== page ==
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Tips & Advice On Choosing the Right Mortgage For Your Needs

By: J.A.J Aaronson - Updated: 23 Jan 2013 | comments*Discuss
 
Mortgage Lender Interest Rate Repayments

A mortgage is, of course, a considerable financial obligation. You are likely to be borrowing substantial amounts of money, and you should, therefore, be prepared to do some shopping around in order to find the best deal.

Repayment Mortgages

There are two main types of mortgage currently on the market. The first of these is the most popular, and has fewer risks associated with it - the repayment mortgage. Under this arrangement, every payment you make to your lender will go directly towards paying off the capital debt you have incurred; that is, your debt will grow smaller with every payment. On top of this, part of your repayments will pay back small parts of the interest owed, and you will, therefore, be guaranteed to have paid off your entire mortgage by the end of its term.

Interest Only Mortgages

The other main type of mortgage available is known as 'interest only'. Under this arrangement, each month you pay your lender only the interest you have accrued. Rather than paying off the debt gradually, at the end of the term it will be entirely your responsibility to find the full sum still owing on the mortgage. A popular option on an interest only mortgage is to make monthly payments into an ISA or other savings account, in order to save the capital required at the end of the term. This is an attractive option for many people, as it means that you are not spending 'dead money'; rather, you are making your repayments work for themselves. However, the risk that you will not have enough to fund your final repayment is always present.

Once you have chosen which mortgage scheme to subscribe to, you must also be aware of the different types of interest rate. The most widely-used is the standard variable rate. This agreement means that your lender will adjust the interest rate according to market conditions. This is the simplest arrangement to set up, but it does mean that you will not have any certainty as to the size of your future repayments.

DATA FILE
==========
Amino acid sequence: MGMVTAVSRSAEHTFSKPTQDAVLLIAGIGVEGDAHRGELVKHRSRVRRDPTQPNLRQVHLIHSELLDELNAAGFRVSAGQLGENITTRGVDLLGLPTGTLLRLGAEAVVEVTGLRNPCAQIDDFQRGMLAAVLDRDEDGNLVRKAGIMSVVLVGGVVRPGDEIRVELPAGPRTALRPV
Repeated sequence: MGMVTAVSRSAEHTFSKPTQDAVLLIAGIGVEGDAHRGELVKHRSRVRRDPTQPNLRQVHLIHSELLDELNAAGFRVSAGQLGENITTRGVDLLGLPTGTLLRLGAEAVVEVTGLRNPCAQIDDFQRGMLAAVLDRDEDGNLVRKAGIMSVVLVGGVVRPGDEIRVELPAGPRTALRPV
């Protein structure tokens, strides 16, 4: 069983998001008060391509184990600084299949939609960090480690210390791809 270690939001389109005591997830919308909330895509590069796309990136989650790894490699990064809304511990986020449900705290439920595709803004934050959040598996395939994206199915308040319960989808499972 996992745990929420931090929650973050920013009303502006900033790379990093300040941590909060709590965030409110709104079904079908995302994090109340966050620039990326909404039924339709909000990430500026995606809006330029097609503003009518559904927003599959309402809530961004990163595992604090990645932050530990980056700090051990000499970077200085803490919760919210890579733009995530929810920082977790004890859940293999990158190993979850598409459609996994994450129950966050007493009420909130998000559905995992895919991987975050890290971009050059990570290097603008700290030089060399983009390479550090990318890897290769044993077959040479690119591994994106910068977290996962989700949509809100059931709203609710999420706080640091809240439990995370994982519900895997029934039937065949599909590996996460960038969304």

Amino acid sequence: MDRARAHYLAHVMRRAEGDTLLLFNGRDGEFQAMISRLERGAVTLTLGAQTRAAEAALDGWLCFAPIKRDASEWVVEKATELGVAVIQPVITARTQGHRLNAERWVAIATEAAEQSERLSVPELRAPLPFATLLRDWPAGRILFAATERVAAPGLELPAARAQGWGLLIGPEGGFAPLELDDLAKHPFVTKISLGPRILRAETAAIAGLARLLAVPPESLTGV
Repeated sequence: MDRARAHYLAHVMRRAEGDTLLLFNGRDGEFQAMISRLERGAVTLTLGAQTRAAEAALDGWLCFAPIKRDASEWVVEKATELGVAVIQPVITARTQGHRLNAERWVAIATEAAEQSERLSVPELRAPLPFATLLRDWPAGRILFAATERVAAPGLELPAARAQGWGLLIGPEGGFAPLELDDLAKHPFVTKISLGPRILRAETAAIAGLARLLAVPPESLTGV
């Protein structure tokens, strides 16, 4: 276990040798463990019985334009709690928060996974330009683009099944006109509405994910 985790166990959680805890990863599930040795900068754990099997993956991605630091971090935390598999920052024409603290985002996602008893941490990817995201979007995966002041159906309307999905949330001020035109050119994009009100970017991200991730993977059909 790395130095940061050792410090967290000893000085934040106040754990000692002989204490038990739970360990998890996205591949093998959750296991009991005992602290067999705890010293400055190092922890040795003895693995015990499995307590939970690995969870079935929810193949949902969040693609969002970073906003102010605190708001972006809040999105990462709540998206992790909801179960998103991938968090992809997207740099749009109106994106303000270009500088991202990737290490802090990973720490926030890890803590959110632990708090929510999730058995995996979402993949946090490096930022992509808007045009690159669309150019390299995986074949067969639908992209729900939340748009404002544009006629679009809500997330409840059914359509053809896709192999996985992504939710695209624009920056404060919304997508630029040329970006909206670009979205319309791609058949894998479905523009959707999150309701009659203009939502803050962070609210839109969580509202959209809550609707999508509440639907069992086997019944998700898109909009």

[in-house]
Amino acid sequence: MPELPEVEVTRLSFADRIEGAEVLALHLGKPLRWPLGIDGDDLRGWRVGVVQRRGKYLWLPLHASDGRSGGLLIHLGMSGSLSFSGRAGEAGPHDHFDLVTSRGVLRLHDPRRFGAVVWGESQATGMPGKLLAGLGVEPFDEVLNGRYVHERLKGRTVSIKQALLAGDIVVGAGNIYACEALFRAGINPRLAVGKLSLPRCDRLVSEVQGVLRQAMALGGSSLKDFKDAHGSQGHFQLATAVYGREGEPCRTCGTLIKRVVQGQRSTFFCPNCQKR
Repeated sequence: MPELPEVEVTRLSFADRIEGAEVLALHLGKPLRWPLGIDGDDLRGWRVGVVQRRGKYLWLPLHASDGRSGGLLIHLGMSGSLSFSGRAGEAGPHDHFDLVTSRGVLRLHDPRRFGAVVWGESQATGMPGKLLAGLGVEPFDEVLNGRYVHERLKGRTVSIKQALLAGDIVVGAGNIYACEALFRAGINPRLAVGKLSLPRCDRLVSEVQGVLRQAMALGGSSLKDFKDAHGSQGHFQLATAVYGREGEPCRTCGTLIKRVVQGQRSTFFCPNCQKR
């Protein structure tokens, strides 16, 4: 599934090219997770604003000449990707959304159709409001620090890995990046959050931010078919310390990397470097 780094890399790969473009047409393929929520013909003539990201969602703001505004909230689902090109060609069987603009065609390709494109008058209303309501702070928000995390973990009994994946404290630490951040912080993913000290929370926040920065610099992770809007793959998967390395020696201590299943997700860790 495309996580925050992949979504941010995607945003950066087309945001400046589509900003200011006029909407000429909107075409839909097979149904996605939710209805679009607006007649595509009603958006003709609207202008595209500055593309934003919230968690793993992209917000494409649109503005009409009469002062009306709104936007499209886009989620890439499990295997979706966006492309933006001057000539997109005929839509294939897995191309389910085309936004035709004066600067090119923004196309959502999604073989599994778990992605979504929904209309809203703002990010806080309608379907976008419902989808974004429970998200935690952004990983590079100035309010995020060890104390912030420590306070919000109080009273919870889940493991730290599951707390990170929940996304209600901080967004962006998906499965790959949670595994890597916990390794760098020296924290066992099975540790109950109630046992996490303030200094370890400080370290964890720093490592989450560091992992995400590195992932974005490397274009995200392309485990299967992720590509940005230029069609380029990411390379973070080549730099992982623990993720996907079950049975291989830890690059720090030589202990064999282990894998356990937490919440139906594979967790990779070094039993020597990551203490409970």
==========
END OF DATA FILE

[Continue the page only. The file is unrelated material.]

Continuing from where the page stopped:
If you require more security with regard to your repayments, then it may be wise to investigate a fixed rate mortgage. Under this scheme your interest rate will be static, regardless of market conditions. This can be particularly good if you anticipate a rise in interest rates, but you should also bear in mind that, if interest rates fall, you will still be paying the same.

Interest compromise

A good compromise in this situation may be a capped rate mortgage. This means that your interest rate will be guaranteed not to rise over a certain level, but it can fall according to the base rate. This is a good option for those who are on a tight budget and need to know exactly how large their largest repayment could be, but who also want to take advantage of falling interest rates. You should bear in mind, however, that the capped rate may be comparatively high as a result of the reduced scope for making money on the part of the bank.

Finally, you should also be aware of Early Repayment Charges, or ERCs. Also sometimes known as 'early redemption fees', these will apply if you choose to pay off your mortgage early. As a result, if you think that your income may rise drastically during the course of your mortgage, it may be wise to shop around in order to find the lender offering the lowest ERCs.

Although they may seem confusing, you should bear in mind that the majority of adults in the UK have a mortgage. As long as you have a basic understanding of the financial commitment you are making, you should have no problems.

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